BOSTON -- The game started under strange conditions and ended with nobody sure if the Rangers had tied a Major League record.But the game did get played despite the mist, drizzle and light rain that swirled through the entire night at Fenway Park, and there was no doubt about the
BOSTON -- The game started under strange conditions and ended with nobody sure if the Rangers had tied a Major League record.
But the game did get played despite the mist, drizzle and light rain that swirled through the entire night at Fenway Park, and there was no doubt about the final outcome. The Red Sox completed a sweep of the Rangers with a 6-2 victory on Thursday night.
It just took some time after the game to determine exactly how many times the Rangers struck out. The final verdict was 20, tying a Major League record for a nine-inning game.
"I don't think we had the best approach," shortstop Elvis Andrus said. "We needed to make adjustments really quick and have a better plan. But their guys pitched tough. Give credit to their pitchers."
It's the sixth time in Major League history that a team has struck out 20 times in nine innings, and the first time by the Rangers. Red Sox left-hander Thomas Pomeranz struck out 11 in six innings.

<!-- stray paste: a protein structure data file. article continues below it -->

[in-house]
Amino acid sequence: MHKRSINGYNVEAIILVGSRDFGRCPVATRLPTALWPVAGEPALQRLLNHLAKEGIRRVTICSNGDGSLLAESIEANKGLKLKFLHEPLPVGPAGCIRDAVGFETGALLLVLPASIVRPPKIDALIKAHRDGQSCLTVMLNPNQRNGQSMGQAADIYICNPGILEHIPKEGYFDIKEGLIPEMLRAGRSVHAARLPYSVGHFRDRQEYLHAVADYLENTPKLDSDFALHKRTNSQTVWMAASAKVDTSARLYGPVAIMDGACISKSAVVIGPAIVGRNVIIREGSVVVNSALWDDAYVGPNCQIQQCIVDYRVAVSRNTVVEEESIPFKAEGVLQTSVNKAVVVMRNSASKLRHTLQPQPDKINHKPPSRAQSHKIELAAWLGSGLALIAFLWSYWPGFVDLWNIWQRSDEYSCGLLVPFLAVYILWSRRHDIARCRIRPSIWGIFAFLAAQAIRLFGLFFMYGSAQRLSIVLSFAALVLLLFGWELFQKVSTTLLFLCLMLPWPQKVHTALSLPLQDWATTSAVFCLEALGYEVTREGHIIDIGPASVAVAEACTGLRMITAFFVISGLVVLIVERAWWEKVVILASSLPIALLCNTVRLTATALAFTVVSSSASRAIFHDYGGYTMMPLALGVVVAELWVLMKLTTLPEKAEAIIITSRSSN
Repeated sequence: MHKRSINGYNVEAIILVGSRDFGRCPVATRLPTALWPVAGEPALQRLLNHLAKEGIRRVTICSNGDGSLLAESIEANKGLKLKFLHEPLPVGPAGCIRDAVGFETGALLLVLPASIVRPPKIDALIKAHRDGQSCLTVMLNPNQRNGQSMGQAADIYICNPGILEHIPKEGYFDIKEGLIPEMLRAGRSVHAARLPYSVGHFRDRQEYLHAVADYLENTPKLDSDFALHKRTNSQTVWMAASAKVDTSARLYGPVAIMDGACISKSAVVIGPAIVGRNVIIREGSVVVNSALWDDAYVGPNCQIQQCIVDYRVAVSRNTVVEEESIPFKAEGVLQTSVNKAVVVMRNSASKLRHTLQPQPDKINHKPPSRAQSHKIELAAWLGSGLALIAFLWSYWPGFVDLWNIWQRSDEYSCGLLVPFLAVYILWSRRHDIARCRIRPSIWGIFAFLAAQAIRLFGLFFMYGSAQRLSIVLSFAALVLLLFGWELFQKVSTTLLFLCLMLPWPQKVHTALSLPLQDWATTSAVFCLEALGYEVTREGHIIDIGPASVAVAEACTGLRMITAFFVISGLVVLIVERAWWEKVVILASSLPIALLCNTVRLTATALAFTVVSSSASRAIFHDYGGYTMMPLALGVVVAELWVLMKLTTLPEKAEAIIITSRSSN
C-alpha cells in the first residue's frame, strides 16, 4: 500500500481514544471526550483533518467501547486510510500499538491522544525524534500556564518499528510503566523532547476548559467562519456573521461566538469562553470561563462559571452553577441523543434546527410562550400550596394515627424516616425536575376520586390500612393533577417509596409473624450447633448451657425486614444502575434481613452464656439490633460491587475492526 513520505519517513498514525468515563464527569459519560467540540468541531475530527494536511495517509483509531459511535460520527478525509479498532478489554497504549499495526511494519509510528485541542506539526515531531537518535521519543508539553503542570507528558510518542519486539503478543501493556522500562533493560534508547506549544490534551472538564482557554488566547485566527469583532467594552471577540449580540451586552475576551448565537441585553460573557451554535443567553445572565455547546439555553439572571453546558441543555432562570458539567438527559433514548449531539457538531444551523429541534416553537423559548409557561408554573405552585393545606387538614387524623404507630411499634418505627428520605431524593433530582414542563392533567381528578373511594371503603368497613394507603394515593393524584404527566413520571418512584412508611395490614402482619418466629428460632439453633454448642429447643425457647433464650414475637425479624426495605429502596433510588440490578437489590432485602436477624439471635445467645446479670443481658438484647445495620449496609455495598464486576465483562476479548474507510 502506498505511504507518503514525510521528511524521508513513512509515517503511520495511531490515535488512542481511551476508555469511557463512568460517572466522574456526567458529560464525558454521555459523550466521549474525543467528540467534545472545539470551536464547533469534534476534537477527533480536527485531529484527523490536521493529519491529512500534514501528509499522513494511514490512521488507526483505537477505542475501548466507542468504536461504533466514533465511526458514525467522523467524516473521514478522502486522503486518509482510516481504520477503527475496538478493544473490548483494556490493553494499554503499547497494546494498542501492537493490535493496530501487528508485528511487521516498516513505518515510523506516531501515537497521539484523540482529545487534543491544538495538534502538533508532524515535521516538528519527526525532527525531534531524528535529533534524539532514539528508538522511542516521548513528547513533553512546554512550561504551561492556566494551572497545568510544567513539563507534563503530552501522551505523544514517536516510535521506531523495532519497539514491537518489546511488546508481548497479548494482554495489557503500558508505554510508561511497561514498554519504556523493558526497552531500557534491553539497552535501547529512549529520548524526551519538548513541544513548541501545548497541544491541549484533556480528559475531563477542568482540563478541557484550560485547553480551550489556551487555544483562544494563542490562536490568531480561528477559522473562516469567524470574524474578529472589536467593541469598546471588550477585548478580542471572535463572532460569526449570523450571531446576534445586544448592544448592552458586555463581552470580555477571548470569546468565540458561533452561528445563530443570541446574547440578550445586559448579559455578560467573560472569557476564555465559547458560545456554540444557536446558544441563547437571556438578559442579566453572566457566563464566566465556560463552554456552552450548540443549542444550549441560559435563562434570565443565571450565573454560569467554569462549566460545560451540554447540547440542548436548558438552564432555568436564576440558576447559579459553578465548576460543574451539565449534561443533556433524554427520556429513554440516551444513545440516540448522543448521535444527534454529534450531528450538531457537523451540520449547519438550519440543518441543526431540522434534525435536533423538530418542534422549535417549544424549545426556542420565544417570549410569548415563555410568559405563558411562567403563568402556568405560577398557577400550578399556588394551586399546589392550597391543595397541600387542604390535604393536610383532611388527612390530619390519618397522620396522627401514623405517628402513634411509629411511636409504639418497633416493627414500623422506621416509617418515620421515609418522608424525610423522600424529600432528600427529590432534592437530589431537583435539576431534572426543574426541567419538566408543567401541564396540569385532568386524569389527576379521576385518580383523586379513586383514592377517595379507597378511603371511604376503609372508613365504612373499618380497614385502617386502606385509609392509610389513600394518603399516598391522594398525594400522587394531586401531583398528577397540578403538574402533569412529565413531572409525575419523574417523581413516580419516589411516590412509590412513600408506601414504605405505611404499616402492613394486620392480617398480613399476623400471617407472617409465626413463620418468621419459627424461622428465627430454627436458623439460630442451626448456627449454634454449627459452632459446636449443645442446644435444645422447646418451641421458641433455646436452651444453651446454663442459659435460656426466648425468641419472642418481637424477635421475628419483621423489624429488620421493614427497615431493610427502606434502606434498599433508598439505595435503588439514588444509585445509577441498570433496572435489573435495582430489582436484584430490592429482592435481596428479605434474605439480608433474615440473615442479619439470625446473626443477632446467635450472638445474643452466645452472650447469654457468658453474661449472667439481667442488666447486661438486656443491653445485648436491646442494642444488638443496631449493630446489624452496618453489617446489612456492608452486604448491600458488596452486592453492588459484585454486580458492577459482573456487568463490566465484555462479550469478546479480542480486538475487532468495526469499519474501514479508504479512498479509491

"Any time you have a high number of strikeouts, it's a difficult night," catcher Jonathan Lucroy said. "As hitters, we have to keep working and keep grinding."
The confusion over the number of strikeouts took place in the ninth inning after Craig Kimbrel entered to protect a 6-2 lead. At that point, Texas had struck out 16 times. Nomar Mazara, leading off the inning, swung and missed at strike three, even though the ball hit him in the leg, then ran to first base when the ball eluded catcher Christian Vazquez.
He was ruled safe on a strikeout/wild pitch, and Red Sox manager John Farrell protested that the ball should have been dead once it hit Mazara's left foot. If so, Mazara would have been out.
"Strike three hit-by-pitch is an automatic out," Farrell said. "That wasn't the call, unfortunately. But it is what everybody saw on the big screen. It's what everybody saw in the moment."
The umpires huddled, worked the phones and then told Farrell it was an unreviewable call.
MLB later released a statement acknowledging that the replay official and replay supervisor should have allowed for a review.
The original official scoring call was that Mazara reached on a hit-by-pitch, which caused some initial confusion. It wasn't until after the game that it was changed to a strikeout/wild pitch. That became a big deal because Kimbrel struck out Lucroy, Mike Napoli and Rougned Odor to end the game.
The Rangers had their 20 strikeouts, tying the Major League record.
"Obviously challenging," Rangers manager Jeff Banister said. "I don't think anytime you strike out that many times, it's pleasing to anybody. We knew [Pomeranz's] breaking ball would be in play and the fastball would be in play. Pomeranz did a good job with the fastball outside the zone and up in the zone, and the combination of cutter/curveball kept our guys off-balance."
T.R. Sullivan has covered the Rangers since 1989, and for MLB.com since 2006. Follow him on Twitter @Sullivan_Ranger and listen to his podcast.